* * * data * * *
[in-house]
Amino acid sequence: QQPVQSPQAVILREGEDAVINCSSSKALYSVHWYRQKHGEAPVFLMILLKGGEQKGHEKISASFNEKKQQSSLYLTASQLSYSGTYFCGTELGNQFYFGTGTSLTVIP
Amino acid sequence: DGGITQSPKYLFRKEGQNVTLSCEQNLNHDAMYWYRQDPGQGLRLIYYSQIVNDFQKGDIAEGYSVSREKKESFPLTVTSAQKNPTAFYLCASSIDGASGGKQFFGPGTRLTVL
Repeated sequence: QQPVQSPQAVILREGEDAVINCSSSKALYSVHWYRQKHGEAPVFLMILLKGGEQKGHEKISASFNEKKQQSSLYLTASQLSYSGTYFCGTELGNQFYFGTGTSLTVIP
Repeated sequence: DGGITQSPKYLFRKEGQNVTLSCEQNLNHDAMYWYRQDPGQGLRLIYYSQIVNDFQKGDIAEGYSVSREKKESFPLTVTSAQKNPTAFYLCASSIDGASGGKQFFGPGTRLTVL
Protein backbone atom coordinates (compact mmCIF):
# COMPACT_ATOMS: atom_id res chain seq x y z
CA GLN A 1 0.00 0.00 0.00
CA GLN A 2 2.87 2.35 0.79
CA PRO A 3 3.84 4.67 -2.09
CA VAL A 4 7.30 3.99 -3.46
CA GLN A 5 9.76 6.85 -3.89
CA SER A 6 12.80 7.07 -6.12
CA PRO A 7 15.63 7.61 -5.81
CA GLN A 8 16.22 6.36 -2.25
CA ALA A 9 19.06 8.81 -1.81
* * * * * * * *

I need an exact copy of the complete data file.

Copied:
[in-house]
Amino acid sequence: QQPVQSPQAVILREGEDAVINCSSSKALYSVHWYRQKHGEAPVFLMILLKGGEQKGHEKISASFNEKKQQSSLYLTASQLSYSGTYFCGTELGNQFYFGTGTSLTVIP
Amino acid sequence: DGGITQSPKYLFRKEGQNVTLSCEQNLNHDAMYWYRQDPGQGLRLIYYSQIVNDFQKGDIAEGYSVSREKKESFPLTVTSAQKNPTAFYLCASSIDGASGGKQFFGPGTRLTVL
Repeated sequence: QQPVQSPQAVILREGEDAVINCSSSKALYSVHWYRQKHGEAPVFLMILLKGGEQKGHEKISASFNEKKQQSSLYLTASQLSYSGTYFCGTELGNQFYFGTGTSLTVIP
Repeated sequence: DGGITQSPKYLFRKEGQNVTLSCEQNLNHDAMYWYRQDPGQGLRLIYYSQIVNDFQKGDIAEGYSVSREKKESFPLTVTSAQKNPTAFYLCASSIDGASGGKQFFGPGTRLTVL
Protein backbone atom coordinates (compact mmCIF):
# COMPACT_ATOMS: atom_id res chain seq x y z
CA GLN A 1 0.00 0.00 0.00
CA GLN A 2 2.87 2.35 0.79
CA PRO A 3 3.84 4.67 -2.09
CA VAL A 4 7.30 3.99 -3.46
CA GLN A 5 9.76 6.85 -3.89
CA SER A 6 12.80 7.07 -6.12
CA PRO A 7 15.63 7.61 -5.81
CA GLN A 8 16.22 6.36 -2.25
CA ALA A 9 19.06 8.81 -1.81